Remote working: How far we've come, and what we have yet to do
The pandemic has changed the world in myriad ways — from technology shifts to innovations in public health, economic strife to, in some cases, social upheaval.
One change embodies all of these shifts and more: the rise of remote working.
Many business leaders in the ANZ region and around the world feared productivity would dip when workers took to their laptops in their living rooms instead of their desktops in their office buildings to comply with mandated isolations and lockdowns. In many cases, the opposite was true.
An October 2020 report on research with 6,000 Australian public servants, Working During the Pandemic, found:
- 64% said they could get more done at home
- 56% estimated they’d have higher productivity working from home after the pandemic
- 91% of managers said their staff were more productive working from home
- Only 6% said they preferred to work at the office all of the time in the future. As a result, many organisations now no longer expect all of their staff to be chained to their office desks five days a week ever again.
Faced with these statistics, businesses should consider implementing significant changes to their pre-pandemic business model if they haven’t already. Research shows the businesses that were (and are) in the best position to thrive throughout adversity are the ones that rapidly modernise and virtualise their workplace technology.
But what are the best ways to go about this?
Modernise for an adaptive, purpose-driven culture
Changing workplace culture is not easy, often because it necessitates changing other areas of the business, but according to new research from Fujitsu, putting individuals at the centre of new ways of working is one the best ways to achieve it.
This means extending the use of applications to new roles and operational areas of the company, so everyone can benefit — as well as innovating the applications that employees use with the latest updates to both help bolster security and facilitate new levels of productivity.
Leveraging automation and AI can also enable employees to abandon mundane tasks for more important ones, allowing for continuous improvement in significant business focus areas like customer experience.
64% of businesses believe moving faster requires them to scrap their existing transformation strategy and replace it with something new. Organisations should take care that this ‘something new’ has individuals at its core.
Prioritise evergreen technology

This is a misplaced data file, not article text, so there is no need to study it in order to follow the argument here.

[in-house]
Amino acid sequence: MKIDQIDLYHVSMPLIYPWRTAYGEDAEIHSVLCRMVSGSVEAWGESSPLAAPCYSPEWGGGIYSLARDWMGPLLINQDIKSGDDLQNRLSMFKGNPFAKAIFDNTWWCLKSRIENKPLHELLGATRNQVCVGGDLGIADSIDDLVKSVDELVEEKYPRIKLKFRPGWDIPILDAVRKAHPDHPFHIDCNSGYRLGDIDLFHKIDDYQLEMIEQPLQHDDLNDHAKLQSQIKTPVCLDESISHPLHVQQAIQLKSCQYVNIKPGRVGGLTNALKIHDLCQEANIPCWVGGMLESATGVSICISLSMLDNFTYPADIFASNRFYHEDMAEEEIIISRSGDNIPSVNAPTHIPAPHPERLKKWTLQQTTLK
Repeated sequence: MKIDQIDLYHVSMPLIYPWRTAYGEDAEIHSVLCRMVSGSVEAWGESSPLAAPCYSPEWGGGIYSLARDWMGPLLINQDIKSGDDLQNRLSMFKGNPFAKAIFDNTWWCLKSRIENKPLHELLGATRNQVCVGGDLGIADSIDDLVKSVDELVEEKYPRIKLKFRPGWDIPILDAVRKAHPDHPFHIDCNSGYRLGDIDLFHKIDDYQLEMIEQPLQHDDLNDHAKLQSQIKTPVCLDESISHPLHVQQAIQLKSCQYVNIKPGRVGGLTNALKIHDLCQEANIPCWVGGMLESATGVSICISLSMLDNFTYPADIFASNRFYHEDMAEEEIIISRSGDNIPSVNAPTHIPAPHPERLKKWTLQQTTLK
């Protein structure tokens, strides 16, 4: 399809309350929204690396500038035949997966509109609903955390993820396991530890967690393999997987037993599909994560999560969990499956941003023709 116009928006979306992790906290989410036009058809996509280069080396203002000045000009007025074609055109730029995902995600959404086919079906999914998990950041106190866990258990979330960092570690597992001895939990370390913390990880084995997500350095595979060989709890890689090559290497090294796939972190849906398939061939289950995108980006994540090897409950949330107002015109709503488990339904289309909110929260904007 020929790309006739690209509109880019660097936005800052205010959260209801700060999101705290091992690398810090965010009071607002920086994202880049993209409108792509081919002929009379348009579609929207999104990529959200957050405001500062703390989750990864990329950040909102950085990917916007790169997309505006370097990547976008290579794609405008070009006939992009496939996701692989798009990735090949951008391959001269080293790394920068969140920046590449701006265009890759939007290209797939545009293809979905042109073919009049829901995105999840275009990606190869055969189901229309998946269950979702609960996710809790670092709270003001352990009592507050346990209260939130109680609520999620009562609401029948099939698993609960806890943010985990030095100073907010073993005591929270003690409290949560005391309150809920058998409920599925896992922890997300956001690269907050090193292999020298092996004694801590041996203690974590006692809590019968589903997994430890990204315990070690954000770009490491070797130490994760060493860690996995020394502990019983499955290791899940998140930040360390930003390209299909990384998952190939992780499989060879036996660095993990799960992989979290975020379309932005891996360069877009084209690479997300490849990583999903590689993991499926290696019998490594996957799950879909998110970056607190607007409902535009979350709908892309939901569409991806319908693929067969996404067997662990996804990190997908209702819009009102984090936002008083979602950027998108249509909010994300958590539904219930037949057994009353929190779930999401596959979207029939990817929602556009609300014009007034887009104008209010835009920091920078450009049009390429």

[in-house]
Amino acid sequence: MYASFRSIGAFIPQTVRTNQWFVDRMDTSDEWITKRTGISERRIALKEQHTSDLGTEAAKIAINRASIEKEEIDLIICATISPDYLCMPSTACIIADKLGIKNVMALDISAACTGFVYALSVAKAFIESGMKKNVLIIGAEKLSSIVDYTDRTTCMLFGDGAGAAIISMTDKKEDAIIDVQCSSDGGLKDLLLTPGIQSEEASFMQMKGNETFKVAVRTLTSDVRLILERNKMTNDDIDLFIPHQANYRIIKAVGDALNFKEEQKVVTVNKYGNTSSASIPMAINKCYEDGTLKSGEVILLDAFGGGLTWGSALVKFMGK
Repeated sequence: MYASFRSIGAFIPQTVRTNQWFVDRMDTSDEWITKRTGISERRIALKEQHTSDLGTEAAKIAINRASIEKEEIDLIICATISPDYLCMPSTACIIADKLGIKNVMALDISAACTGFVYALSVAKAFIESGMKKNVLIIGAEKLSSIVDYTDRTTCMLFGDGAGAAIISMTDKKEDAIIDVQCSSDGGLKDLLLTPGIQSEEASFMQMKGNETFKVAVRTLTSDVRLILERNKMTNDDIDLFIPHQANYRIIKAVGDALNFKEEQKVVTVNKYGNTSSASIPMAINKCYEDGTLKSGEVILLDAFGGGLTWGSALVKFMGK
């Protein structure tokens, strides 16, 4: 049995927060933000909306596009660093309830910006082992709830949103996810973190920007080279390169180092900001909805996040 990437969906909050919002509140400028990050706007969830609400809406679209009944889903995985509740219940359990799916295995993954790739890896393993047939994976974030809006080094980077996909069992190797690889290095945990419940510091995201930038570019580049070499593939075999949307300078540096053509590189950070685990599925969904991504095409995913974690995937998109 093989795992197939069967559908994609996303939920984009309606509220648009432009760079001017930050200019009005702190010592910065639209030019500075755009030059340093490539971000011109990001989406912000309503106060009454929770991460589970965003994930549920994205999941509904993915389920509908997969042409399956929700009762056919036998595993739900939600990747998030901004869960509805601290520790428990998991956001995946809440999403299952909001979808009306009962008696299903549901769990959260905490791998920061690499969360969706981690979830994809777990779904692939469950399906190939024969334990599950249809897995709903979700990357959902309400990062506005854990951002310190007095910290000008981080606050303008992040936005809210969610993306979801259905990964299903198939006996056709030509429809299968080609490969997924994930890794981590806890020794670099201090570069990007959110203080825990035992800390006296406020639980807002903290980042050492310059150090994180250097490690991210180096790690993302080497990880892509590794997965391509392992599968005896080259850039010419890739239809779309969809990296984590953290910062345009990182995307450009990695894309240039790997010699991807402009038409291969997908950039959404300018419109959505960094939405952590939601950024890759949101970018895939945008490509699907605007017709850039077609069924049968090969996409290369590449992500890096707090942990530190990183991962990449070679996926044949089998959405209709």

Adopting an evergreen technology approach means simplifying the implementation of new technology through small, continuous updates and incremental functionality. This helps keep applications more secure while increasing efficiency through automation on an ‘as a service’ basis.
It also ensures that app functionality becomes available automatically to users, making it easier and faster to extend beneficial technology within the organisation.
Strive for operational resilience
Thanks to the pandemic and the subsequent flood of migrations to the cloud, IT environments have become more distributed and diverse than ever before. If businesses wish to keep up, they must modernise their management of this new infrastructure. Proficient management can, in turn, lead to a reduction in operational overheads and overall increases in efficiency.
In the current business environment, cloud migration is almost essential to operational scalability, remote working and data access. Organisations should ensure that such a migration is as streamlined and future-proof as possible.
Sustainability depends on flexibility
In the last 12 months, the terms ‘business continuity’ and ‘agility’ have become almost interchangeable insofar as their significance in keeping businesses afloat throughout the pandemic and economic uncertainty.
Commercial success is more dependent than ever on the ability of any business to adapt its operations to massive change in short order. Agility – in adaptation of existing technology platforms and rapid adoption of new ones – has been critical for those companies which have been more profitable than might have been expected.
Ultimately, any organisation is only as agile as its people. Enabling staff to continue to collaborate within and beyond their teams while working remotely was, and will continue to be, a defining success factor.
To learn more about Fujitsu's Secure Remote Working or request a Cloud Desktop demonstration, click here.